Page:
The act of cutting media and the concept of “the cut” form an essential aspect of remix theory and remix practice. Remix can be seen as being “supported by the practice of cut/copy and paste.” Yet, on a larger scale, cutting can also be understood as an essential aspect of the way reality is structured and defined. The first part of this chapter will provide an analysis of the way the cut and the practice of cutting have been theorized in remix studies, mostly from within a representationalist framework. This analysis will then be juxtaposed and entangled with a diffractive reading of a selection of critical theory, feminist new materialist and media studies texts. These specifically focus on the act of cutting from a performative perspective, from which I will explore what a posthumanist vision of remix and the cut might look like. In the second part of this essay, I will examine how the potential of the cut and related to that, how the politics inherent in the act of cutting, can affirmitively be applied to scholarly book publishing. How can we account for our own ethical entanglements as scholars in the becoming of the book? After analyzing how the book functions as an apparatus, a material-discursive formation or assemblage which enacts cuts, I will explore two publishing projects—Living Books about Life and remixthebook—that have tried to re-think and re-perform the apparatus. Both projects specifically take responsibility for the cuts they make in an effort to “cut well.” How have these projects established an alternative politics and ethics of the cut that is open to change, and what are their potential shortcomings?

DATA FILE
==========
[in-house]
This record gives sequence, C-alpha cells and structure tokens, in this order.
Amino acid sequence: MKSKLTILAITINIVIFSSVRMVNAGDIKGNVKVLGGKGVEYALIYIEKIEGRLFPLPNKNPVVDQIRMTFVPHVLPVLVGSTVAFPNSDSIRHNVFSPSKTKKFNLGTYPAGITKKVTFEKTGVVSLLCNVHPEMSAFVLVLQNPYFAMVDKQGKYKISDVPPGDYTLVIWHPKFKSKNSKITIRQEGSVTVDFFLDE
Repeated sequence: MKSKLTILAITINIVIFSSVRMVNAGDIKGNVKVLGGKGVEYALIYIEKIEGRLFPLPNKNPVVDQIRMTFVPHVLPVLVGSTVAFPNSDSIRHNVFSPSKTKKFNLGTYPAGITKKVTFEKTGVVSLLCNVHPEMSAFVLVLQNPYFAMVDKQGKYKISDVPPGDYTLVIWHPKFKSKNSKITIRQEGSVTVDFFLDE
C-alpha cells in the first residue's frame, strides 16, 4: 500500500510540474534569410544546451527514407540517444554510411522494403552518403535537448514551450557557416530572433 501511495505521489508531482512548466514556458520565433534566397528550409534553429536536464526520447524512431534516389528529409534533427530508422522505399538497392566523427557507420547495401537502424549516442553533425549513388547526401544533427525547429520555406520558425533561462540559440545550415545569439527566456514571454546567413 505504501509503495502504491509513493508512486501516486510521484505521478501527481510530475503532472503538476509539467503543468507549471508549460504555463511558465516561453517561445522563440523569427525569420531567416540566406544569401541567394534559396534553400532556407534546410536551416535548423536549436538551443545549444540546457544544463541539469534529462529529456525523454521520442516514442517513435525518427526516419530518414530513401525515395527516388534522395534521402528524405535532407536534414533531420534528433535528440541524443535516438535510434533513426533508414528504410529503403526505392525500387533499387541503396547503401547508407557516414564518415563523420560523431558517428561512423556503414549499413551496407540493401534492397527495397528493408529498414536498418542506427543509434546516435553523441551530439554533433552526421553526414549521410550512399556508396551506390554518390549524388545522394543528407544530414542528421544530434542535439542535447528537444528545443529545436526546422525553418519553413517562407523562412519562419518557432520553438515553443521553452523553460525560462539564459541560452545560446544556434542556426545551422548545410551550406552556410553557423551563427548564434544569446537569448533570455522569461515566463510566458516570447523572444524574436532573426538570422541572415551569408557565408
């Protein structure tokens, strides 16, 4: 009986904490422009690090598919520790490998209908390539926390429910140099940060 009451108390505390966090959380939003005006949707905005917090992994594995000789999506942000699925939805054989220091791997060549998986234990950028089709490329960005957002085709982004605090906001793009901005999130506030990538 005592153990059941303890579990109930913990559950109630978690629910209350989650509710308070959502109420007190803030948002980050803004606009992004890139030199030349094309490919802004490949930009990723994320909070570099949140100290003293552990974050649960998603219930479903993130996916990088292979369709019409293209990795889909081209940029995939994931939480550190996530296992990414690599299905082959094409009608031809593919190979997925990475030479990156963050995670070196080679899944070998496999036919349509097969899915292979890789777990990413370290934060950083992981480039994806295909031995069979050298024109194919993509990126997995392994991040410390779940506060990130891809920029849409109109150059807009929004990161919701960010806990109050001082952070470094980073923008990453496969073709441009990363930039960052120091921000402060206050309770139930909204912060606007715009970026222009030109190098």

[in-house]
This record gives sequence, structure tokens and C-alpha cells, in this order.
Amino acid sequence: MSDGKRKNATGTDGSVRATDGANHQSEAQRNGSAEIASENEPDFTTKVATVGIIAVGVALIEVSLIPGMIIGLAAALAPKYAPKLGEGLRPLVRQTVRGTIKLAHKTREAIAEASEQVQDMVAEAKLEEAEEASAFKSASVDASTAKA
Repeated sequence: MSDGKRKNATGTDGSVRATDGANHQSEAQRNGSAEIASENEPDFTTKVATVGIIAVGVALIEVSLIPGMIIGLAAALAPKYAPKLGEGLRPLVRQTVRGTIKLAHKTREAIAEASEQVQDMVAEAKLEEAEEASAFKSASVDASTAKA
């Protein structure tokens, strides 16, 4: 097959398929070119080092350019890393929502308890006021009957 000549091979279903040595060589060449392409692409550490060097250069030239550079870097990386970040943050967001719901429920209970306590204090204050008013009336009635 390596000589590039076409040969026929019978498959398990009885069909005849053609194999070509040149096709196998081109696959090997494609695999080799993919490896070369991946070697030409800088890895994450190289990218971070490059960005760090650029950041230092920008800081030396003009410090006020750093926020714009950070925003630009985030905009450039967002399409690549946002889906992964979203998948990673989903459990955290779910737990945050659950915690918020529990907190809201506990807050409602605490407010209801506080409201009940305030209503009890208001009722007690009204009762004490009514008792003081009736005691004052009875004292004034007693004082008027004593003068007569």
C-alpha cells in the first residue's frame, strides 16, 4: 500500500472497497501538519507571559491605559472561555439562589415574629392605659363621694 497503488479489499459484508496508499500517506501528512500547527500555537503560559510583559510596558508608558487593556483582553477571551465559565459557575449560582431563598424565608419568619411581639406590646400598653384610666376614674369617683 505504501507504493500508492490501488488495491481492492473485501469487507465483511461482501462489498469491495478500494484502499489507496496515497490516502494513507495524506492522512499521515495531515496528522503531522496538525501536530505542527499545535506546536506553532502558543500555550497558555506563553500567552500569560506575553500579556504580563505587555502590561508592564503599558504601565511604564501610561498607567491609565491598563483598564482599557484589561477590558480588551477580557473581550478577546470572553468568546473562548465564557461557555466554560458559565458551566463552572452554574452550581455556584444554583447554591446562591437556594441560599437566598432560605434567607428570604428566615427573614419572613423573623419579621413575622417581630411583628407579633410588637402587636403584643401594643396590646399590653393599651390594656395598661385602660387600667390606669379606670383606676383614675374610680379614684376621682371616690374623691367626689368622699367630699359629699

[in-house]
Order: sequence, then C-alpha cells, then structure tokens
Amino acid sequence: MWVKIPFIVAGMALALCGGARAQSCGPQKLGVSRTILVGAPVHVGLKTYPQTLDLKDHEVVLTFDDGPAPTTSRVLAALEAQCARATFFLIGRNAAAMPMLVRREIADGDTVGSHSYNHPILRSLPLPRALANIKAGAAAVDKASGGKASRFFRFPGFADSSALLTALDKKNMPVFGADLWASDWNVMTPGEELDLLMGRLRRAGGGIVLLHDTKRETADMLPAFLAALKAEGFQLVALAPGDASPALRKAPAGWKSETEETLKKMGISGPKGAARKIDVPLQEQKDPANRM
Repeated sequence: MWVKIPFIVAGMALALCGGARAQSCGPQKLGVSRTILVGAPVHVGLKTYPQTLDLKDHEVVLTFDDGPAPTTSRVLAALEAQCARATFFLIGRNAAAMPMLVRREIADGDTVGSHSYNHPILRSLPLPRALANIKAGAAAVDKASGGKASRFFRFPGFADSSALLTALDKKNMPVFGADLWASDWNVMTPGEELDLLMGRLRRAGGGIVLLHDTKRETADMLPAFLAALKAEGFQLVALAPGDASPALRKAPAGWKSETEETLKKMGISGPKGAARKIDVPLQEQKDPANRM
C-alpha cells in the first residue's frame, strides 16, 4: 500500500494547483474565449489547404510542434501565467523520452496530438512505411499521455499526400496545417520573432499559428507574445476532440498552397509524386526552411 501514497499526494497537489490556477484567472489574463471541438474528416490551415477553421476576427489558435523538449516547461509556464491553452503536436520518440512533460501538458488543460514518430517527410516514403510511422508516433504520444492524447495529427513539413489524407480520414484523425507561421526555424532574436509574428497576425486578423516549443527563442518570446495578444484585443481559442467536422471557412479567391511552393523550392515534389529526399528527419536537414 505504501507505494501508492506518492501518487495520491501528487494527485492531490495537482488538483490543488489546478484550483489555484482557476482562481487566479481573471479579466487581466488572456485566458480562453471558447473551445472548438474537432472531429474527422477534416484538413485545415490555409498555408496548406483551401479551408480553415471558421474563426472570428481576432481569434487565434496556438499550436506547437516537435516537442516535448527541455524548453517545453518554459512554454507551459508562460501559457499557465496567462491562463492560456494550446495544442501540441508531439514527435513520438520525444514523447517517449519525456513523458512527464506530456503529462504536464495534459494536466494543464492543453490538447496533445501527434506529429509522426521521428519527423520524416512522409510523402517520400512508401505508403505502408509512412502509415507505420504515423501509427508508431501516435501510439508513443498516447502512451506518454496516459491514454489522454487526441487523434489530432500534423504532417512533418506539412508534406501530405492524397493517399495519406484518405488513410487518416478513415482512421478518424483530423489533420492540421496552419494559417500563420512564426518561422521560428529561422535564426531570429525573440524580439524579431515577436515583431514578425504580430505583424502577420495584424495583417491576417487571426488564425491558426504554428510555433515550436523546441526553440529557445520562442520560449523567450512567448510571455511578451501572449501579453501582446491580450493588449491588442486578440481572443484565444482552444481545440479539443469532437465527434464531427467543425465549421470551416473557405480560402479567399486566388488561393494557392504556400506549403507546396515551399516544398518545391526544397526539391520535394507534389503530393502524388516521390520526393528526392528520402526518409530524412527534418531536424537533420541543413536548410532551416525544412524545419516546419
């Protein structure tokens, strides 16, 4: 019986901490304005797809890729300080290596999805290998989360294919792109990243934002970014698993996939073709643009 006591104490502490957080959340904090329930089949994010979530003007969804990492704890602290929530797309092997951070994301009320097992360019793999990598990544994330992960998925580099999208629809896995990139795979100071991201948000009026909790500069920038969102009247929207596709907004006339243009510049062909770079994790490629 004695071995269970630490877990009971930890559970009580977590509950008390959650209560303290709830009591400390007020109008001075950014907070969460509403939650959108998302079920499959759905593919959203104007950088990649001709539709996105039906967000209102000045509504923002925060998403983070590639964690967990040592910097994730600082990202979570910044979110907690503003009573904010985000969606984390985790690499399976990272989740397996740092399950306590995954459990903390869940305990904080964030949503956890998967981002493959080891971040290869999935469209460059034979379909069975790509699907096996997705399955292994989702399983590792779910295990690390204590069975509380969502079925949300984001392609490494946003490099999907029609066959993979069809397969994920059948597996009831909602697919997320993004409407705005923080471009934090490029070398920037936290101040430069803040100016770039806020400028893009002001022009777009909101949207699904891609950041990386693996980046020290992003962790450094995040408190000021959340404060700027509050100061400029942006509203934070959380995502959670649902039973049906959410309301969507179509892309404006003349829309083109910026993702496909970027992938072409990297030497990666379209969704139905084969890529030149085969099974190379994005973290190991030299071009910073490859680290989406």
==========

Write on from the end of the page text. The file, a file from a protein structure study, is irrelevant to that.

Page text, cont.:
|Title of host publication||The Routledge Companion to Remix Studies|
|Editors||Eduardo Navas, Owen Gallagher, xtine burrough|
|Place of Publication||Abingdon|
|Publication status||Published - 2014|
Adema, J. (2014). Cutting scholarship together/apart. Rethinking the political-economy of scholarly book publishing. In E. Navas, O. Gallagher, & X. burrough (Eds.), The Routledge Companion to Remix Studies (pp. 258-269). Abingdon: Routledge.